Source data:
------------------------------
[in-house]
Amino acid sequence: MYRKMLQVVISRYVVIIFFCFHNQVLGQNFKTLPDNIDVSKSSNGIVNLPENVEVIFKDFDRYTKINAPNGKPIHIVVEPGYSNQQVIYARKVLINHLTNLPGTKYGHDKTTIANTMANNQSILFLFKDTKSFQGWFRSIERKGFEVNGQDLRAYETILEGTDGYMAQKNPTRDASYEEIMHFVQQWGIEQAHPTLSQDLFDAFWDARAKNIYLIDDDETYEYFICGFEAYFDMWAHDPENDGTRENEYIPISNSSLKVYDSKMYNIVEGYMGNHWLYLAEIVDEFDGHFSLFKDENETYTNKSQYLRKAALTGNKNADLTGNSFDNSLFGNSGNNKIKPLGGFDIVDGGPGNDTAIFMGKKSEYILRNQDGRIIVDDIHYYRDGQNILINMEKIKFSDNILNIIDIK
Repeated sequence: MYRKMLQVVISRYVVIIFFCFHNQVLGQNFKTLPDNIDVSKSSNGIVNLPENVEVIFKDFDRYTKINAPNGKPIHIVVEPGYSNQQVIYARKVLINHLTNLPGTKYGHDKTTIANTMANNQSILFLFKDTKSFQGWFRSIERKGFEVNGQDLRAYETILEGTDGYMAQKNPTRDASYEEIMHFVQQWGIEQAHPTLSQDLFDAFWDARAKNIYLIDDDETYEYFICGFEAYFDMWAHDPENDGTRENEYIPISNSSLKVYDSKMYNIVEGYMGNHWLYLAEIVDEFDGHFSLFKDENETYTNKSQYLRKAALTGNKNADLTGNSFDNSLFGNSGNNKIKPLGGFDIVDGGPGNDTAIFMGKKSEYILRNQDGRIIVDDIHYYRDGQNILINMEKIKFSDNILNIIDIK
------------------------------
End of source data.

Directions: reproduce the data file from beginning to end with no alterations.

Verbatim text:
[in-house]
Amino acid sequence: MYRKMLQVVISRYVVIIFFCFHNQVLGQNFKTLPDNIDVSKSSNGIVNLPENVEVIFKDFDRYTKINAPNGKPIHIVVEPGYSNQQVIYARKVLINHLTNLPGTKYGHDKTTIANTMANNQSILFLFKDTKSFQGWFRSIERKGFEVNGQDLRAYETILEGTDGYMAQKNPTRDASYEEIMHFVQQWGIEQAHPTLSQDLFDAFWDARAKNIYLIDDDETYEYFICGFEAYFDMWAHDPENDGTRENEYIPISNSSLKVYDSKMYNIVEGYMGNHWLYLAEIVDEFDGHFSLFKDENETYTNKSQYLRKAALTGNKNADLTGNSFDNSLFGNSGNNKIKPLGGFDIVDGGPGNDTAIFMGKKSEYILRNQDGRIIVDDIHYYRDGQNILINMEKIKFSDNILNIIDIK
Repeated sequence: MYRKMLQVVISRYVVIIFFCFHNQVLGQNFKTLPDNIDVSKSSNGIVNLPENVEVIFKDFDRYTKINAPNGKPIHIVVEPGYSNQQVIYARKVLINHLTNLPGTKYGHDKTTIANTMANNQSILFLFKDTKSFQGWFRSIERKGFEVNGQDLRAYETILEGTDGYMAQKNPTRDASYEEIMHFVQQWGIEQAHPTLSQDLFDAFWDARAKNIYLIDDDETYEYFICGFEAYFDMWAHDPENDGTRENEYIPISNSSLKVYDSKMYNIVEGYMGNHWLYLAEIVDEFDGHFSLFKDENETYTNKSQYLRKAALTGNKNADLTGNSFDNSLFGNSGNNKIKPLGGFDIVDGGPGNDTAIFMGKKSEYILRNQDGRIIVDDIHYYRDGQNILINMEKIKFSDNILNIIDIK